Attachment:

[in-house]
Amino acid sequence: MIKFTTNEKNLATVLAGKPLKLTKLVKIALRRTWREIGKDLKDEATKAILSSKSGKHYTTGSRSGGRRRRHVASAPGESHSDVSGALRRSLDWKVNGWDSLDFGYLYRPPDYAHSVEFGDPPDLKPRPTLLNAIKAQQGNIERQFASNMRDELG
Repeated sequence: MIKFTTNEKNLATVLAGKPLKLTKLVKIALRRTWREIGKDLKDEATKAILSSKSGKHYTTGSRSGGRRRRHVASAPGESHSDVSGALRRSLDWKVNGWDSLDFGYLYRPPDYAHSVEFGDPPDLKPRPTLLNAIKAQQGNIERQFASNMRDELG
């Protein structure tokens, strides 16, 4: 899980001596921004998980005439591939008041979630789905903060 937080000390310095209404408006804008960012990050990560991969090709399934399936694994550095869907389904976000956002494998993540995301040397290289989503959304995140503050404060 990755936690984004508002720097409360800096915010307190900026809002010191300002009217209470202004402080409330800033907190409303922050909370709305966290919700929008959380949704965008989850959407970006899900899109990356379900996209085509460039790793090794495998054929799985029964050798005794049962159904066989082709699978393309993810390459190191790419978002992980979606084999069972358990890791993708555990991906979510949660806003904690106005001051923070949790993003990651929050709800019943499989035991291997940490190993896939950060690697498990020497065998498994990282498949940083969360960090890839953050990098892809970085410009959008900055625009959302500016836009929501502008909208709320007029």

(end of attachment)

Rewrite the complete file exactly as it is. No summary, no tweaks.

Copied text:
[in-house]
Amino acid sequence: MIKFTTNEKNLATVLAGKPLKLTKLVKIALRRTWREIGKDLKDEATKAILSSKSGKHYTTGSRSGGRRRRHVASAPGESHSDVSGALRRSLDWKVNGWDSLDFGYLYRPPDYAHSVEFGDPPDLKPRPTLLNAIKAQQGNIERQFASNMRDELG
Repeated sequence: MIKFTTNEKNLATVLAGKPLKLTKLVKIALRRTWREIGKDLKDEATKAILSSKSGKHYTTGSRSGGRRRRHVASAPGESHSDVSGALRRSLDWKVNGWDSLDFGYLYRPPDYAHSVEFGDPPDLKPRPTLLNAIKAQQGNIERQFASNMRDELG
């Protein structure tokens, strides 16, 4: 899980001596921004998980005439591939008041979630789905903060 937080000390310095209404408006804008960012990050990560991969090709399934399936694994550095869907389904976000956002494998993540995301040397290289989503959304995140503050404060 990755936690984004508002720097409360800096915010307190900026809002010191300002009217209470202004402080409330800033907190409303922050909370709305966290919700929008959380949704965008989850959407970006899900899109990356379900996209085509460039790793090794495998054929799985029964050798005794049962159904066989082709699978393309993810390459190191790419978002992980979606084999069972358990890791993708555990991906979510949660806003904690106005001051923070949790993003990651929050709800019943499989035991291997940490190993896939950060690697498990020497065998498994990282498949940083969360960090890839953050990098892809970085410009959008900055625009959302500016836009929501502008909208709320007029």